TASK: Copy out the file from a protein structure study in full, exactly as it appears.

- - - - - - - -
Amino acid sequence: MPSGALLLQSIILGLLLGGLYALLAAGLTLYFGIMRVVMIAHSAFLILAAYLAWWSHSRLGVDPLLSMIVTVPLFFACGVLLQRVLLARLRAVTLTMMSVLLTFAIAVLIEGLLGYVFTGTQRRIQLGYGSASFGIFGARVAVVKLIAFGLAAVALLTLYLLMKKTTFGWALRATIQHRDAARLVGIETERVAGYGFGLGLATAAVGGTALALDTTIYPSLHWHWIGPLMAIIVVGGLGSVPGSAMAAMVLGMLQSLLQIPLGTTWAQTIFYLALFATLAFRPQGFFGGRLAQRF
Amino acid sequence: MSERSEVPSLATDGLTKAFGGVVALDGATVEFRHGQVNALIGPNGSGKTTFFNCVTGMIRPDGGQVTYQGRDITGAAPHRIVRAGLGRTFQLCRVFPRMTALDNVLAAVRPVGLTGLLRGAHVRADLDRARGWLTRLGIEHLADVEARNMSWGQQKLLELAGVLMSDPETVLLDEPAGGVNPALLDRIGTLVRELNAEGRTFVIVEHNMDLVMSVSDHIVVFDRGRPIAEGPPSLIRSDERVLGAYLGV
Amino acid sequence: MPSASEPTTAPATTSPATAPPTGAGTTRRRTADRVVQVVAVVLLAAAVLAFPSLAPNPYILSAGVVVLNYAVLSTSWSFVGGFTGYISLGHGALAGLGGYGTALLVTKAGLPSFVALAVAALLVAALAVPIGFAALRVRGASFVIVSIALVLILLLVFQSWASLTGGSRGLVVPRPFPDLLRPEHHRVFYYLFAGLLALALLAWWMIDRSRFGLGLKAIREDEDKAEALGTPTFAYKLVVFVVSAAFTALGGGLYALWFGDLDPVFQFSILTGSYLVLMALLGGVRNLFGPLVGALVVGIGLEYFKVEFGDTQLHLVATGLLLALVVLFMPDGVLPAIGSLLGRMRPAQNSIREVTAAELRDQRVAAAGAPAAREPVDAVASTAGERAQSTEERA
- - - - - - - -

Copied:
Amino acid sequence: MPSGALLLQSIILGLLLGGLYALLAAGLTLYFGIMRVVMIAHSAFLILAAYLAWWSHSRLGVDPLLSMIVTVPLFFACGVLLQRVLLARLRAVTLTMMSVLLTFAIAVLIEGLLGYVFTGTQRRIQLGYGSASFGIFGARVAVVKLIAFGLAAVALLTLYLLMKKTTFGWALRATIQHRDAARLVGIETERVAGYGFGLGLATAAVGGTALALDTTIYPSLHWHWIGPLMAIIVVGGLGSVPGSAMAAMVLGMLQSLLQIPLGTTWAQTIFYLALFATLAFRPQGFFGGRLAQRF
Amino acid sequence: MSERSEVPSLATDGLTKAFGGVVALDGATVEFRHGQVNALIGPNGSGKTTFFNCVTGMIRPDGGQVTYQGRDITGAAPHRIVRAGLGRTFQLCRVFPRMTALDNVLAAVRPVGLTGLLRGAHVRADLDRARGWLTRLGIEHLADVEARNMSWGQQKLLELAGVLMSDPETVLLDEPAGGVNPALLDRIGTLVRELNAEGRTFVIVEHNMDLVMSVSDHIVVFDRGRPIAEGPPSLIRSDERVLGAYLGV
Amino acid sequence: MPSASEPTTAPATTSPATAPPTGAGTTRRRTADRVVQVVAVVLLAAAVLAFPSLAPNPYILSAGVVVLNYAVLSTSWSFVGGFTGYISLGHGALAGLGGYGTALLVTKAGLPSFVALAVAALLVAALAVPIGFAALRVRGASFVIVSIALVLILLLVFQSWASLTGGSRGLVVPRPFPDLLRPEHHRVFYYLFAGLLALALLAWWMIDRSRFGLGLKAIREDEDKAEALGTPTFAYKLVVFVVSAAFTALGGGLYALWFGDLDPVFQFSILTGSYLVLMALLGGVRNLFGPLVGALVVGIGLEYFKVEFGDTQLHLVATGLLLALVVLFMPDGVLPAIGSLLGRMRPAQNSIREVTAAELRDQRVAAAGAPAAREPVDAVASTAGERAQSTEERA